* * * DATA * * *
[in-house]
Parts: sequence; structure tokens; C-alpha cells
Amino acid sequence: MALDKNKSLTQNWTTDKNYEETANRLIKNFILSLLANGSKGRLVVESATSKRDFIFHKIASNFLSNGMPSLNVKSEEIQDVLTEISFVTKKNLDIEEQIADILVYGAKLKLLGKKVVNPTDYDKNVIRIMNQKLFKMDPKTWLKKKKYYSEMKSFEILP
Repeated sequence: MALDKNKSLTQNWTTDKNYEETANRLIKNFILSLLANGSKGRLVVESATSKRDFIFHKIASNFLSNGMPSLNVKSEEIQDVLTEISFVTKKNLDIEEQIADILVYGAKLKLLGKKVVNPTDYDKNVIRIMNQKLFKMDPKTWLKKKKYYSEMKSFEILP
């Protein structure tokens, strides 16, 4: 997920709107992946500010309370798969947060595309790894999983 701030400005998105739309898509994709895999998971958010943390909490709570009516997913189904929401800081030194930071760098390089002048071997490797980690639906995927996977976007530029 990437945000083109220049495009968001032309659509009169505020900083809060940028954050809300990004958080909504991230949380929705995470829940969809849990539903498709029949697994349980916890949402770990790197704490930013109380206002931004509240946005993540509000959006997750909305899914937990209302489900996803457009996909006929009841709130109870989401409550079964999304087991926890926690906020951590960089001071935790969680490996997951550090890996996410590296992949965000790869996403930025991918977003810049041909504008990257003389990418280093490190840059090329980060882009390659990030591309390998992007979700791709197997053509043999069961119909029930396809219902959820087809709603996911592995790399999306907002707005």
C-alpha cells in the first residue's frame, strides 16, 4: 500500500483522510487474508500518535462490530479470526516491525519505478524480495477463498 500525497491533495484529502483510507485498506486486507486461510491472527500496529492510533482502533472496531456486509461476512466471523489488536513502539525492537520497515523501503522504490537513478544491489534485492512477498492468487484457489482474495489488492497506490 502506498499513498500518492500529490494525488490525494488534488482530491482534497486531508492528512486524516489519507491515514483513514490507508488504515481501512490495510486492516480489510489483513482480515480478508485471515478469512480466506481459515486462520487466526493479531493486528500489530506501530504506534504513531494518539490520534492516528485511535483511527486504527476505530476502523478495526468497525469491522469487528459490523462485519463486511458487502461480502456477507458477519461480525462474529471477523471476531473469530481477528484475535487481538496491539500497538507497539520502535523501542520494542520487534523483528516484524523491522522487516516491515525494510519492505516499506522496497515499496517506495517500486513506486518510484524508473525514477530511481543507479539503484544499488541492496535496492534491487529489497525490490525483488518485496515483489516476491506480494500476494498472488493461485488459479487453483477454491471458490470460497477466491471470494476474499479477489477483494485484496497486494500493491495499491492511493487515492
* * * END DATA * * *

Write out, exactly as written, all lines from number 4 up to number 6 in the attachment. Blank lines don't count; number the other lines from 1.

Repeated sequence: MALDKNKSLTQNWTTDKNYEETANRLIKNFILSLLANGSKGRLVVESATSKRDFIFHKIASNFLSNGMPSLNVKSEEIQDVLTEISFVTKKNLDIEEQIADILVYGAKLKLLGKKVVNPTDYDKNVIRIMNQKLFKMDPKTWLKKKKYYSEMKSFEILP
């Protein structure tokens, strides 16, 4: 997920709107992946500010309370798969947060595309790894999983 701030400005998105739309898509994709895999998971958010943390909490709570009516997913189904929401800081030194930071760098390089002048071997490797980690639906995927996977976007530029 990437945000083109220049495009968001032309659509009169505020900083809060940028954050809300990004958080909504991230949380929705995470829940969809849990539903498709029949697994349980916890949402770990790197704490930013109380206002931004509240946005993540509000959006997750909305899914937990209302489900996803457009996909006929009841709130109870989401409550079964999304087991926890926690906020951590960089001071935790969680490996997951550090890996996410590296992949965000790869996403930025991918977003810049041909504008990257003389990418280093490190840059090329980060882009390659990030591309390998992007979700791709197997053509043999069961119909029930396809219902959820087809709603996911592995790399999306907002707005």
C-alpha cells in the first residue's frame, strides 16, 4: 500500500483522510487474508500518535462490530479470526516491525519505478524480495477463498 500525497491533495484529502483510507485498506486486507486461510491472527500496529492510533482502533472496531456486509461476512466471523489488536513502539525492537520497515523501503522504490537513478544491489534485492512477498492468487484457489482474495489488492497506490 502506498499513498500518492500529490494525488490525494488534488482530491482534497486531508492528512486524516489519507491515514483513514490507508488504515481501512490495510486492516480489510489483513482480515480478508485471515478469512480466506481459515486462520487466526493479531493486528500489530506501530504506534504513531494518539490520534492516528485511535483511527486504527476505530476502523478495526468497525469491522469487528459490523462485519463486511458487502461480502456477507458477519461480525462474529471477523471476531473469530481477528484475535487481538496491539500497538507497539520502535523501542520494542520487534523483528516484524523491522522487516516491515525494510519492505516499506522496497515499496517506495517500486513506486518510484524508473525514477530511481543507479539503484544499488541492496535496492534491487529489497525490490525483488518485496515483489516476491506480494500476494498472488493461485488459479487453483477454491471458490470460497477466491471470494476474499479477489477483494485484496497486494500493491495499491492511493487515492